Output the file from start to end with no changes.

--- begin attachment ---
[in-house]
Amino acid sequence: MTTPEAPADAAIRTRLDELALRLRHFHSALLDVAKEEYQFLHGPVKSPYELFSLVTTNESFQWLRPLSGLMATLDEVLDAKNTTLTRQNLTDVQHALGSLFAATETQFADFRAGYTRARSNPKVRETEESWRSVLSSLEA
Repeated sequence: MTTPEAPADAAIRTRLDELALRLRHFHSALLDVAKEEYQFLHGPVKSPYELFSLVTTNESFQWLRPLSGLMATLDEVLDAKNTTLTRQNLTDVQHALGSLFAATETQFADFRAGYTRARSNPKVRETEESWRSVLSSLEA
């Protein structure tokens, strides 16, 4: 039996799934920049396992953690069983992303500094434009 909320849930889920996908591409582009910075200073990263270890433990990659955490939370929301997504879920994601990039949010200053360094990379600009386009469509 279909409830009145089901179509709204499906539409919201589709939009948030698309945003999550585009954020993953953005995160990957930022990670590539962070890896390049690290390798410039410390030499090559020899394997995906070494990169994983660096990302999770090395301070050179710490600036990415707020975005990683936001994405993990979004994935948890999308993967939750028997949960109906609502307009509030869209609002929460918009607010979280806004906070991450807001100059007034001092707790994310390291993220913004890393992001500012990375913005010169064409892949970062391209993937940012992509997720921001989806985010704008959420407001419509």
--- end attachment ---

[in-house]
Amino acid sequence: MTTPEAPADAAIRTRLDELALRLRHFHSALLDVAKEEYQFLHGPVKSPYELFSLVTTNESFQWLRPLSGLMATLDEVLDAKNTTLTRQNLTDVQHALGSLFAATETQFADFRAGYTRARSNPKVRETEESWRSVLSSLEA
Repeated sequence: MTTPEAPADAAIRTRLDELALRLRHFHSALLDVAKEEYQFLHGPVKSPYELFSLVTTNESFQWLRPLSGLMATLDEVLDAKNTTLTRQNLTDVQHALGSLFAATETQFADFRAGYTRARSNPKVRETEESWRSVLSSLEA
């Protein structure tokens, strides 16, 4: 039996799934920049396992953690069983992303500094434009 909320849930889920996908591409582009910075200073990263270890433990990659955490939370929301997504879920994601990039949010200053360094990379600009386009469509 279909409830009145089901179509709204499906539409919201589709939009948030698309945003999550585009954020993953953005995160990957930022990670590539962070890896390049690290390798410039410390030499090559020899394997995906070494990169994983660096990302999770090395301070050179710490600036990415707020975005990683936001994405993990979004994935948890999308993967939750028997949960109906609502307009509030869209609002929460918009607010979280806004906070991450807001100059007034001092707790994310390291993220913004890393992001500012990375913005010169064409892949970062391209993937940012992509997720921001989806985010704008959420407001419509």